Like your own family, I also have family members who've similarly been waging battles against such demons with varying degrees of success. I have two younger cousins -- about whom I've written here in the past -- who've long been battling alcoholism, one successfully and the other not so much.

    But one person I haven't mentioned until now is my own stepsister who, like the fictional Nurse Jackie, is an R.N. who got caught up in the cycle of pain medication addiction that her chosen profession made it incredibly easy to indulge, and which has led her to more than a few stints in both rehab and the family / criminal court systems.

    (That may also be an unconscious reason why I quite watching "Nurse Jackie," because it started hitting way too close to home.)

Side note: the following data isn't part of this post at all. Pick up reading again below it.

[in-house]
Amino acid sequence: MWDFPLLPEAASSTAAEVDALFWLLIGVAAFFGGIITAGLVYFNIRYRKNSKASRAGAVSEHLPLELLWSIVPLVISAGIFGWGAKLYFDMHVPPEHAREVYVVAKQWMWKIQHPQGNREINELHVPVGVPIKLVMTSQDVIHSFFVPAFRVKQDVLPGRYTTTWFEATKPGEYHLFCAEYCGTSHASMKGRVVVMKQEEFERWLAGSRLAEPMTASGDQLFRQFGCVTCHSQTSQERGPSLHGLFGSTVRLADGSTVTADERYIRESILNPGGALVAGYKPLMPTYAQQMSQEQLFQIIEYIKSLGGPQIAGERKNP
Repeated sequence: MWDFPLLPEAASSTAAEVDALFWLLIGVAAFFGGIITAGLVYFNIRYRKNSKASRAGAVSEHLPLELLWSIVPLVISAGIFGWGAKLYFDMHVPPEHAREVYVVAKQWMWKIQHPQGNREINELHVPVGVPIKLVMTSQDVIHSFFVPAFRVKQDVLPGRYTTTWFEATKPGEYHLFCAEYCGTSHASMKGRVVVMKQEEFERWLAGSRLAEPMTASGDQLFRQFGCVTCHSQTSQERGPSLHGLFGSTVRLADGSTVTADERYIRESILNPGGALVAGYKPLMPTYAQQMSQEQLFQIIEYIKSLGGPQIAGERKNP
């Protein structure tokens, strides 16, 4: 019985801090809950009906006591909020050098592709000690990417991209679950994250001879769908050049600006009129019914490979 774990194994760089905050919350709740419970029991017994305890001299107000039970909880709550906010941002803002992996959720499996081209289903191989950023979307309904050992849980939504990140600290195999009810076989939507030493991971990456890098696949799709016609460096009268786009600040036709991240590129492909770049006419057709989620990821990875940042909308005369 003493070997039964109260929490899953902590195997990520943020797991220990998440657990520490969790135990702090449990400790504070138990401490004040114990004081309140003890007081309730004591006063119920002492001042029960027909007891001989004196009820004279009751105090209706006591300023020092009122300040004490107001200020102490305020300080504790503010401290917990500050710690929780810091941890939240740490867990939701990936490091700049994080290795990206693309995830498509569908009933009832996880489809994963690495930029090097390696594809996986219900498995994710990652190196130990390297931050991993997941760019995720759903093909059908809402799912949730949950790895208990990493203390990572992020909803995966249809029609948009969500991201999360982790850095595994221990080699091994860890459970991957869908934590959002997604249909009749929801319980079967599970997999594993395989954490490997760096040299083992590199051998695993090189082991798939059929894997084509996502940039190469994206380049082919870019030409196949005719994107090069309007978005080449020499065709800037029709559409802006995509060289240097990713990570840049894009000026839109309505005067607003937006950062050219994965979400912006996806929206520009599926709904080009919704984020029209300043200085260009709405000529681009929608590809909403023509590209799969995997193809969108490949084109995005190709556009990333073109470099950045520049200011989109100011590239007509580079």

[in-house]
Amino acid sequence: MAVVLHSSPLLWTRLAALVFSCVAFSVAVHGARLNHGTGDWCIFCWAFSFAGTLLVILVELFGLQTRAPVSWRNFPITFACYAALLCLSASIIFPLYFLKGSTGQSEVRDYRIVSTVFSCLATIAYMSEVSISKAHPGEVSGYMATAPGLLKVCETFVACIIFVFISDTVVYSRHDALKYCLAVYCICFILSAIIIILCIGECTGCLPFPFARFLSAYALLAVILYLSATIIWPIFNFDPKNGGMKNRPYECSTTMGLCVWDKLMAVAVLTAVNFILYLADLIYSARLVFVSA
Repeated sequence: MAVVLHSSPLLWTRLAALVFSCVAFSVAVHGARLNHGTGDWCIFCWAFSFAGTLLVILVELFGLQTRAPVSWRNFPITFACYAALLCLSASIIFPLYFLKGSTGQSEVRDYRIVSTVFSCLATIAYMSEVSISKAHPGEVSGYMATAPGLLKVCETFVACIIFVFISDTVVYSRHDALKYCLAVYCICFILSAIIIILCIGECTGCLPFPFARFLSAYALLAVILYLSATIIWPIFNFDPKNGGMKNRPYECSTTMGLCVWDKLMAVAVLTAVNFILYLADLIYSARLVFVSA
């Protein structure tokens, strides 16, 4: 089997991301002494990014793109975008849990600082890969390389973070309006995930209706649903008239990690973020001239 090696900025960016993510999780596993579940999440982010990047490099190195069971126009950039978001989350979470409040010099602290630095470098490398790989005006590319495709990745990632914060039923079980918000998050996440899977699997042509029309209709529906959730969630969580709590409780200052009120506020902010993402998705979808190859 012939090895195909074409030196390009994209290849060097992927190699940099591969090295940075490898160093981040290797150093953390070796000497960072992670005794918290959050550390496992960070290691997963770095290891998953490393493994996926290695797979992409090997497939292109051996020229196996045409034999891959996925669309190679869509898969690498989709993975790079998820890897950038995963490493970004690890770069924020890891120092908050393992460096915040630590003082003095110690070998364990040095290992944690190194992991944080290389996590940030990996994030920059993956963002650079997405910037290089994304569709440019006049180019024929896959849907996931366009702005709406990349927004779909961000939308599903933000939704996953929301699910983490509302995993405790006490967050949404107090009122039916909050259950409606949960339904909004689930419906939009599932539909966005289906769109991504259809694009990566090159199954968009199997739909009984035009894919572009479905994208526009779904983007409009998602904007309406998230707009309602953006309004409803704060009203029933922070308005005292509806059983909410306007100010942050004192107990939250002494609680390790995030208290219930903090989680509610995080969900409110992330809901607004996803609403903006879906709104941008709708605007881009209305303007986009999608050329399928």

Even her own late father at one point all but disowned her 20 years ago, and even proved willing to see his own two then-young grandchildren be thrown into the California foster care system after his daughter was arrested for stealing pills from a hospital pharmacy. That notion of his horrified my mother, who overruled him and took those two pre-schoolers in while their mother went back into rehab.

    Through it all, my mother has been right there for my stepsister, not as an apologist and enabler, but as one who helps her pick up the pieces of her life whenever she's fallen off the wagon. "Because she's otherwise a very good and loving person, and I simply refuse to give up on her," whenever asked by us why she does it. "And neither should you."